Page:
“It’s vicarious,” said Mr. Goldstein, as he tried to explain why a 50-year-old French film starring actors largely unknown in America was such a hit. “It’s a holiday in the South of France that many people can’t take. There is also the incredible magnetism and chemistry of the two stars, who were true lovers.”
The film is classified as a psychological thriller, but for new viewers, very little happens until the very end. “Can you believe there’s another hour of this?” I heard an older woman marvel at her friend, almost half way through.
“A Bigger Splash,” the great 2015 remake starring Ralph Fiennes and Tilda Swinton, which Americans may be more familiar with, maintains the main plot lines, but, as the title suggests, it’s plenty smashing. In that version, the drowning is an accidental crime of passion, far from the cold, calculating murder of “La Piscine”; the dialogue is faster, the cuts sharper, the music louder.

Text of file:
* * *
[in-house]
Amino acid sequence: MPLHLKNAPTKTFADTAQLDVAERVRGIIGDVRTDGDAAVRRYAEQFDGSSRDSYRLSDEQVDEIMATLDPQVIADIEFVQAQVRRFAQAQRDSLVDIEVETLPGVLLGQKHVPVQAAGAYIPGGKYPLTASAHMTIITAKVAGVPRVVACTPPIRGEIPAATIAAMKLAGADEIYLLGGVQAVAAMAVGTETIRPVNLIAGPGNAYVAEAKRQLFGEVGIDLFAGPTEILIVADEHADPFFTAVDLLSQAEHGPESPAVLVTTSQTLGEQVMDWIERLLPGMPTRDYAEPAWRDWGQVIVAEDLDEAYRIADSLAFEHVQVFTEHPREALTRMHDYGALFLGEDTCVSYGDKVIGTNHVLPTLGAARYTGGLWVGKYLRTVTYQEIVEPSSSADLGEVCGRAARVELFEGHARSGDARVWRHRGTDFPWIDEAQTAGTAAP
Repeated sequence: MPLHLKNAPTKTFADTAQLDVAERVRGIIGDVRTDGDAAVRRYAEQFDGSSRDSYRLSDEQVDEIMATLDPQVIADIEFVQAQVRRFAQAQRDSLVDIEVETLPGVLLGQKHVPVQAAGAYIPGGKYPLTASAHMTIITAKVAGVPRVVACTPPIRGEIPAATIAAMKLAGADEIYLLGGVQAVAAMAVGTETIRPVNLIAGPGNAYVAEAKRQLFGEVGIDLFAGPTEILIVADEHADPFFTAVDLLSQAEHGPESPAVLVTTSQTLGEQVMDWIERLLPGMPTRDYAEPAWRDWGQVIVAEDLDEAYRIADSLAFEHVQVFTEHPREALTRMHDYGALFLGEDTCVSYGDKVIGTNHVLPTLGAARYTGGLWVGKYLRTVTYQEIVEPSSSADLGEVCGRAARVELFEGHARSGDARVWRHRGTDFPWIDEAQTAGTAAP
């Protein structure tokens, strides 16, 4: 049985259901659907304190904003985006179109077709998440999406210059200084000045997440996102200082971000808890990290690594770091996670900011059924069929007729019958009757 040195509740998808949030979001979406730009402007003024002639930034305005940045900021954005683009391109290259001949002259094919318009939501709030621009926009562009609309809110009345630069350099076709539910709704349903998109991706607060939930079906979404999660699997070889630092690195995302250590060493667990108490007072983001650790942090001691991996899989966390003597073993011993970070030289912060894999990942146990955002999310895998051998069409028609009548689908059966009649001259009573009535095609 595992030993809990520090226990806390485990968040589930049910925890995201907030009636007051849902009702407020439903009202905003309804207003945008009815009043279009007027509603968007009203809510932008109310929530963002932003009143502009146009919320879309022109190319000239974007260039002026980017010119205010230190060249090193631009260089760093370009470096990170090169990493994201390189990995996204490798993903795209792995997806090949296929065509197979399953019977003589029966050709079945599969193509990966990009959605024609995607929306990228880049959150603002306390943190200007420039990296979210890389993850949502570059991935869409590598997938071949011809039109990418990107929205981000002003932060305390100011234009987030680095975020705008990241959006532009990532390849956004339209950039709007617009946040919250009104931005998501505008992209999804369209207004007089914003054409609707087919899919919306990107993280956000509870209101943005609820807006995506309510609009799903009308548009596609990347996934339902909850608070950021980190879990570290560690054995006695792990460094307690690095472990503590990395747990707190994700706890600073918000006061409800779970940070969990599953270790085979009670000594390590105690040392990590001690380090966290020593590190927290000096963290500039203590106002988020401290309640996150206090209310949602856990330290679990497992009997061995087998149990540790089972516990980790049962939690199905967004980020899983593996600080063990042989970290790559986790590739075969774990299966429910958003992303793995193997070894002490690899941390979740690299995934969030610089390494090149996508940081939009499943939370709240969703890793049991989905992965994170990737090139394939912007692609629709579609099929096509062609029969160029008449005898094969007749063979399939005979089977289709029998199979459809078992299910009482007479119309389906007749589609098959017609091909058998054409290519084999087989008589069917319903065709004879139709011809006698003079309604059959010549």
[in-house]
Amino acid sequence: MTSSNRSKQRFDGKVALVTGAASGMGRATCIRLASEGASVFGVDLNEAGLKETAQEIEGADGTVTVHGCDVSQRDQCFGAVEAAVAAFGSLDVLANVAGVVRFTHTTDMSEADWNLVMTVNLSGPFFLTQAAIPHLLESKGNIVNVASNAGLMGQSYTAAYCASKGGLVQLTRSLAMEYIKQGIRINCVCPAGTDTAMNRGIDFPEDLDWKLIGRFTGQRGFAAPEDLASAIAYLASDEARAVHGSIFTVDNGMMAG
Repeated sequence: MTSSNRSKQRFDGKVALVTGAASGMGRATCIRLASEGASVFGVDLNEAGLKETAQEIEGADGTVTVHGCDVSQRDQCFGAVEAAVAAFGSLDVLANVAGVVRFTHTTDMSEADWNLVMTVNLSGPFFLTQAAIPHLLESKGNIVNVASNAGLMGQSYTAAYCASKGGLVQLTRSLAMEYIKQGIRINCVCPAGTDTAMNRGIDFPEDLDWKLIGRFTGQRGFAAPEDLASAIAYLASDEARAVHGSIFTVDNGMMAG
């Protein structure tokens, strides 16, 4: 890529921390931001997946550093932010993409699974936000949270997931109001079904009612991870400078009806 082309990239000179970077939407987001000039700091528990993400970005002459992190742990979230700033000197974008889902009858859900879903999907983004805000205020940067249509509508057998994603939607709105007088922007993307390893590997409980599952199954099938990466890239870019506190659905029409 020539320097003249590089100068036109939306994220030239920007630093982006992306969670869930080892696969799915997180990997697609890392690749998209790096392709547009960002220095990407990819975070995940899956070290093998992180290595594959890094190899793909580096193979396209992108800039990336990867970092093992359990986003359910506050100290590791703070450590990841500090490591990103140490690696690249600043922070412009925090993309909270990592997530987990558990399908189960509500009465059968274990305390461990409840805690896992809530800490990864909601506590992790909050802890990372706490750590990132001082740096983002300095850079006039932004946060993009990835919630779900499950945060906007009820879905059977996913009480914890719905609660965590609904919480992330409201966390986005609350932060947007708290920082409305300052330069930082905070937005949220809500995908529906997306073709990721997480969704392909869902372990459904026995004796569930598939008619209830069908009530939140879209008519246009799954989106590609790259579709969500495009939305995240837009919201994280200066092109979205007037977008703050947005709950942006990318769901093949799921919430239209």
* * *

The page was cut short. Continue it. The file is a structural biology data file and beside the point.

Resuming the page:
Watching it, after taking a deep dive (ahem) into the original, I became acutely aware that the very absence of action, the unabashed decadence, kept drawing me back to the theater. This is not a film interested in judging la belle vie.
Even as I became more sensitive to the subtleties of the film’s dialogue (“the first swim really takes it out of you,” Marianne says, when Penelope returns from the beach after losing her virginity to Jean-Paul), I persisted. more interested in just watching beautiful people doing very little. “Tomorrow I’m going to have a long siesta,” Marianne says, lying on a couch in her bathing suit after a day at the pool. Yes please.
That a film so rooted in the gratuitous has resonated in 2021 is perhaps not entirely surprising. After a year in which New York City has suffered huge losses and its inhabitants lived very limited lives, it is understandable that we want to take off our clothes and have fun, on screen and off.